"Do you have any questions?"
I was applying for my last job as public relations director of an oil and gas trade association. The person who had held the job, was a friend, who had died of brain cancer. The job was vacant for almost a year.
Another friend suggested I apply. My predecessor was more than six feet tall, broad shoulders and was an imposing figure.
That does not describe me. There were no questions directed to me during the interview except the one I mentioned.
I replied that I had no questions, but a statement. I explained that I knew the person who had held the job before and if they were looking for a clone of him, I was not the person they wanted. I then added if they wanted someone who knew the media throughout the state, understood the importance of the industry and was ready to put in the time to learn what I did not know, I was a good candidate. I then noted it was apparent that I was speech impaired, but that did not stop me from being a news reporter for 16 years and I was sure it would not stop me from representing the Association.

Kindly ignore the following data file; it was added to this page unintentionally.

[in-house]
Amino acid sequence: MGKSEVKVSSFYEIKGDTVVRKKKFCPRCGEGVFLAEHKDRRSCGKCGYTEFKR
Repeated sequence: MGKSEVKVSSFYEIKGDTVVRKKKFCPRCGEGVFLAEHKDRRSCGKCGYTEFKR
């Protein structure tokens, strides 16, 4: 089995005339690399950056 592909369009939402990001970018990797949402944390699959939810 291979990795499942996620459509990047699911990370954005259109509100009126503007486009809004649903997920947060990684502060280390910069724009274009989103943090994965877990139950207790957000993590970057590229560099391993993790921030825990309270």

It was about six weeks later when I was called for a second interview, with only two people, instead of the 30 that had been at the first.
That afternoon I had the job and held it for 22 years, until new leadership decided it was time for me to leave.